It is interesting how just a little taste of something can awaken an appetite that you didn’t know you had. And obviously, that taste doesn’t have to be food. It can be an experience, a relationship, a word of encouragement, or an opportunity to use a latent gift.
In 1990, I was a recently married salesman for an industrial gas company. We had just begun attending Briarwood Presbyterian Church in Birmingham, Alabama, which was pastored at the time by Frank Barker, one of the finest, most humble and effective pastors I have ever known. Frank led a men’s Bible study small group on Wednesday mornings at 6 o’clock. His wife Barbara led a women’s Bible study at another table nearby. His teaching and leadership was simple, low-key, and interactive. He had been doing this for many years (he had planted the church some 30 years prior to that, starting in a small storefront, growing to a congregation of over 3,000 people).
He helped to biblically ground me in the essentials of the faith that I had grown up believing, but didn’t always know why. Also, he helped me to develop a devotional approach to reading the Scriptures, seeking out God’s voice to me in the Word. It was a growing time at a critical juncture in my life as a newly married man.
However, another incident during that time was to have a bigger impact than I could have imagined. One week, Frank was not going to be able to lead the study due to a travel commitment. He asked me to lead the study. I had never done this before, so I was a bit anxious. I knew how to make a presentation due to my sales training, but this was different.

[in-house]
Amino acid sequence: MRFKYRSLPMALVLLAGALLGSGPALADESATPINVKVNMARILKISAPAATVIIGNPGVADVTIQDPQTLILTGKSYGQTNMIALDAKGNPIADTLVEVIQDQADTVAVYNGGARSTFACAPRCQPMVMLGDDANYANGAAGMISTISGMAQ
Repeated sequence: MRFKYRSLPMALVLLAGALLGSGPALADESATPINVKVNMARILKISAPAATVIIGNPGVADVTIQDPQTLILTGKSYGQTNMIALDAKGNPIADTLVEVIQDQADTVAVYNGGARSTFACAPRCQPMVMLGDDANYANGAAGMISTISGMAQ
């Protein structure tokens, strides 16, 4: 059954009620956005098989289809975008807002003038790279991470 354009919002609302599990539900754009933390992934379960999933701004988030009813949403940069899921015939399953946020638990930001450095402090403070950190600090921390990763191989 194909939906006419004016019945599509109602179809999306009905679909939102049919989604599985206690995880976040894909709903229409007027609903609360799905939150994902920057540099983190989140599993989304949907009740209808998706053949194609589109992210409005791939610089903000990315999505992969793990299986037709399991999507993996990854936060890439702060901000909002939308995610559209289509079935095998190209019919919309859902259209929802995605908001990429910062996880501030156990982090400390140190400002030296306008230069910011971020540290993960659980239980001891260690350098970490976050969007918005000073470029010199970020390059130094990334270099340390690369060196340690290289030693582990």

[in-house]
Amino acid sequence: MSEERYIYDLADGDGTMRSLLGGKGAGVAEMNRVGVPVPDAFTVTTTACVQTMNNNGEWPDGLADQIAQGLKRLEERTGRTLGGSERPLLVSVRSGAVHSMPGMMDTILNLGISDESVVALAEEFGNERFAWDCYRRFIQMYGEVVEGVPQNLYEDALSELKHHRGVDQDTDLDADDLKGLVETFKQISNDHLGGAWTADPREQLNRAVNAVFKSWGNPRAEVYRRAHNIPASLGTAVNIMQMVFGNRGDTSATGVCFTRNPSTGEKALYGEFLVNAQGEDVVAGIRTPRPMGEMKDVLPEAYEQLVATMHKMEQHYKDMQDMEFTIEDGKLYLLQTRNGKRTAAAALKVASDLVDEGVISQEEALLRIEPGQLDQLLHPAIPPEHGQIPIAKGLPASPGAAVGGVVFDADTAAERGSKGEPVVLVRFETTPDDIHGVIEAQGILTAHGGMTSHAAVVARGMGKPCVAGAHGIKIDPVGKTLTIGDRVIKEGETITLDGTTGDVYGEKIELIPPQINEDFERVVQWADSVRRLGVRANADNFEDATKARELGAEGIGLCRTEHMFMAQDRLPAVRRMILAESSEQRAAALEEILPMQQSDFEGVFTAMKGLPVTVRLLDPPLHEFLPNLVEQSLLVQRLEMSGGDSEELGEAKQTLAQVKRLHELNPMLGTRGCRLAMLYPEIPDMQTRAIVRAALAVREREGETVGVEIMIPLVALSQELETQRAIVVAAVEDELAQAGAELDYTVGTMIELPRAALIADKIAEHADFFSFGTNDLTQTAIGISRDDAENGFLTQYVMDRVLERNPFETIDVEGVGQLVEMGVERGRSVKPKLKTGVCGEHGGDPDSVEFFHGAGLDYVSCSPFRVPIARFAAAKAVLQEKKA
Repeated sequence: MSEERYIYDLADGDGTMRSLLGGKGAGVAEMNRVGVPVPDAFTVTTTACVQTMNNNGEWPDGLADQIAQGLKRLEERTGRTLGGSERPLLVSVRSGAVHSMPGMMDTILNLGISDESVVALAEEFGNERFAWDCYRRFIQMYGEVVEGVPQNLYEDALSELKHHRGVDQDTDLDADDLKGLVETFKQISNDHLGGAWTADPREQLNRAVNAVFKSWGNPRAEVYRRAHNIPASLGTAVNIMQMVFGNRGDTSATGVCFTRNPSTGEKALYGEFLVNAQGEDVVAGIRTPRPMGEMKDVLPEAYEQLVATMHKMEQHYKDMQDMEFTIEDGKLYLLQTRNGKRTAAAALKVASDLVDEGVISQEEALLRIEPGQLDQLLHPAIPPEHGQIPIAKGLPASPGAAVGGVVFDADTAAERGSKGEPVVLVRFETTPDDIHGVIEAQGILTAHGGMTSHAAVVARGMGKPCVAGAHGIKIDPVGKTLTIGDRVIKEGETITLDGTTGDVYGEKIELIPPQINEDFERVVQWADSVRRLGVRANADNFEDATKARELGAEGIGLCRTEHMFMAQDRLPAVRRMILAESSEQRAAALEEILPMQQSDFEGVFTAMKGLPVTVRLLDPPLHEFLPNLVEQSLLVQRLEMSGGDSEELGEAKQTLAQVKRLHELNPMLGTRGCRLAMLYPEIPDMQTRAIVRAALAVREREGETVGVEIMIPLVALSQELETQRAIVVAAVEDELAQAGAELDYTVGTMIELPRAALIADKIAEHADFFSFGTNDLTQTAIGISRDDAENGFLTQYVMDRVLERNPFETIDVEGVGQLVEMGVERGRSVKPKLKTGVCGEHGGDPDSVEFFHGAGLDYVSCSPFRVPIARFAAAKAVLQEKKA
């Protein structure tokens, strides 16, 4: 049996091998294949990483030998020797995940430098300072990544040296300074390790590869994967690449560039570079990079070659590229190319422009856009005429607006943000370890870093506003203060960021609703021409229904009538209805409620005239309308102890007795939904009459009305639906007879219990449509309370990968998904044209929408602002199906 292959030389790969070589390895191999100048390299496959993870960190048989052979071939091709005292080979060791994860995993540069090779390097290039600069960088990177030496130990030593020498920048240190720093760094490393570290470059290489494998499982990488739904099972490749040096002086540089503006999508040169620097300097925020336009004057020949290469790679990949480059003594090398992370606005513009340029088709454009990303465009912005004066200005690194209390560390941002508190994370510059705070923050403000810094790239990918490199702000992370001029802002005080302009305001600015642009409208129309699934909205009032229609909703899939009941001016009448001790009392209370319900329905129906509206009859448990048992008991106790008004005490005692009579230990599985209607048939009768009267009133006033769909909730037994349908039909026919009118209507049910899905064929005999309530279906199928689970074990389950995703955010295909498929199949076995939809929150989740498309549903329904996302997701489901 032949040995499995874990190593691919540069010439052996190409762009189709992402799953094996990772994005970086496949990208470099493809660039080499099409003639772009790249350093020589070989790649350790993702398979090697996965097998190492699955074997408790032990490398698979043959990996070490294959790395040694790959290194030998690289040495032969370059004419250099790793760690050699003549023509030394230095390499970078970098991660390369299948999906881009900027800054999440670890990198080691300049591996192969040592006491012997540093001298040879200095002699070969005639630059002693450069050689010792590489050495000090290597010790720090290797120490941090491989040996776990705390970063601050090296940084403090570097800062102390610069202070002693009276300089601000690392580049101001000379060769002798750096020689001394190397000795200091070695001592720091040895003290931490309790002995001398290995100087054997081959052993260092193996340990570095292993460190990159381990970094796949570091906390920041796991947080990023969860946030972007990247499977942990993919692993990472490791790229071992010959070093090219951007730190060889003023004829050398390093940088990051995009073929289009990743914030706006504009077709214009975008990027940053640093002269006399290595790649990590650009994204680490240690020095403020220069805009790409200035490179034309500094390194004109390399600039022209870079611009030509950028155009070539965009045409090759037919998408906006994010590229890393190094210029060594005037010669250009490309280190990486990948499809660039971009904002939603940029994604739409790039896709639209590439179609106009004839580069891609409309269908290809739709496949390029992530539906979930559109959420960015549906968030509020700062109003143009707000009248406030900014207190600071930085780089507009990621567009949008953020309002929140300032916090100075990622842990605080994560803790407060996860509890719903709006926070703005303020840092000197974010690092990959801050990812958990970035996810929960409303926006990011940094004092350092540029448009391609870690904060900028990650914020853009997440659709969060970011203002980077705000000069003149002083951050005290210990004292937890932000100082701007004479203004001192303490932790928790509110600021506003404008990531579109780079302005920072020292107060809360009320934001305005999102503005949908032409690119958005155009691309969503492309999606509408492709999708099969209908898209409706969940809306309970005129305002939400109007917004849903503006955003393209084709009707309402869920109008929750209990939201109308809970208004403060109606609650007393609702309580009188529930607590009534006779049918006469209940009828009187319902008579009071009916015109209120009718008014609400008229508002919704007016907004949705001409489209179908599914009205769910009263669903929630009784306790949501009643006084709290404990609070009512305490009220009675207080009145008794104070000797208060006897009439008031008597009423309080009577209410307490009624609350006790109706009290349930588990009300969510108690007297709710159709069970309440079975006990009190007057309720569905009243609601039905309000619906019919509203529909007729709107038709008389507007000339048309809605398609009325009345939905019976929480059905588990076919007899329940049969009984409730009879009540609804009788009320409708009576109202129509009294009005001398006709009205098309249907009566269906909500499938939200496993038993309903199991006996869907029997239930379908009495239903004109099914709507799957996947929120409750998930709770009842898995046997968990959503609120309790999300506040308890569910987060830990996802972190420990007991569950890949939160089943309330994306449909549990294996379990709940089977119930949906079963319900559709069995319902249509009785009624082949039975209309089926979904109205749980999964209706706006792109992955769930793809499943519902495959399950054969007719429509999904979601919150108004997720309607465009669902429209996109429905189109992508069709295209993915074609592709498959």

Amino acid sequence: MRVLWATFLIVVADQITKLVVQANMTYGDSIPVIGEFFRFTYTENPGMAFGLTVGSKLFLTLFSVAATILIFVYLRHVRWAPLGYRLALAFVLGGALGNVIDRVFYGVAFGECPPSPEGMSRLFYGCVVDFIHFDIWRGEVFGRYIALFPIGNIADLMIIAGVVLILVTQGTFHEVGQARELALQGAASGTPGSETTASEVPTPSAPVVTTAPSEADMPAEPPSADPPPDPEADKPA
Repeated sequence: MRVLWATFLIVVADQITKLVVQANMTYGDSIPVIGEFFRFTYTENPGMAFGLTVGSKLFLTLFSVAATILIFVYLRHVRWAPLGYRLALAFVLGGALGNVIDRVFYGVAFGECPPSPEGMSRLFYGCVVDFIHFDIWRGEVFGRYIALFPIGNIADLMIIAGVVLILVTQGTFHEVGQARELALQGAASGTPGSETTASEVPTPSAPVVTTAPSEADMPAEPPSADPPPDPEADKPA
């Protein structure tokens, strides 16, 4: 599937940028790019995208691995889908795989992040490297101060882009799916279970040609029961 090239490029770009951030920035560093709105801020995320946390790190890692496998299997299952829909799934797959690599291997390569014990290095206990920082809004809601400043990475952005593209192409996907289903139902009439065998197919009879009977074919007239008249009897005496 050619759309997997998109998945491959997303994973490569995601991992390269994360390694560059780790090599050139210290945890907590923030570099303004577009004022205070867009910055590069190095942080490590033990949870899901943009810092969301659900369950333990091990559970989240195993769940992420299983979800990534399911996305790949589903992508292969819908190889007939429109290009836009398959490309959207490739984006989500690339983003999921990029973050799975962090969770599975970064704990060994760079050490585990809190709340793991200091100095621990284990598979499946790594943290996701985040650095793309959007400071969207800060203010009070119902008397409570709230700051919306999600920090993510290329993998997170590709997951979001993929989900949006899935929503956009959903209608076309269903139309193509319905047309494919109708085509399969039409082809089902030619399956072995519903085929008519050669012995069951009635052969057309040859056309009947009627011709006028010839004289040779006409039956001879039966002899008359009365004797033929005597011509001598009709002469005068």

As I nervously led the study with those professional men (some who were significantly older, and all more professionally advanced than me), I felt a very real sense of place. A sense of “naturalness”, if that was a word. I know I wasn’t particularly awesome, or even very good at leading it that morning. However, I knew that it was something that I was supposed to be doing. I came away from that study with an uplifted spirit like a door had opened in my heart that I didn’t even know existed.
I substituted for Frank a couple more times. I realized later that he did this to give younger men the opportunity to test their gifts, to see if it was something that they were drawn towards. It was a very low-key beginning of leadership development, something that Briarwood (and Frank in particular) did very well.
Over the years, in other cities, as I moved with my work, I had more opportunities to lead small groups, serve as a deacon, teach Sunday School classes, and later serve as an elder. Eventually, it led to my pursuit of pastoral ministry and preaching. However, my first love has always been teaching. It is more intimate, relational, and interactive than the pulpit. There is more of an exchange that goes on because people can ask questions real-time, even if you may not be able to answer them at that moment.
I don’t remember Frank ever saying, “I don’t know”, but I’m sure he did as a younger pastor. Three decades of pastoring tend to build up quite a mental Rolodex of wisdom and experience. However, his humility and proactive willingness to let me handle the reins of that Bible study at the Copper Kettle in Homewood changed my life. I thank God for putting a man like Frank into my life at that time.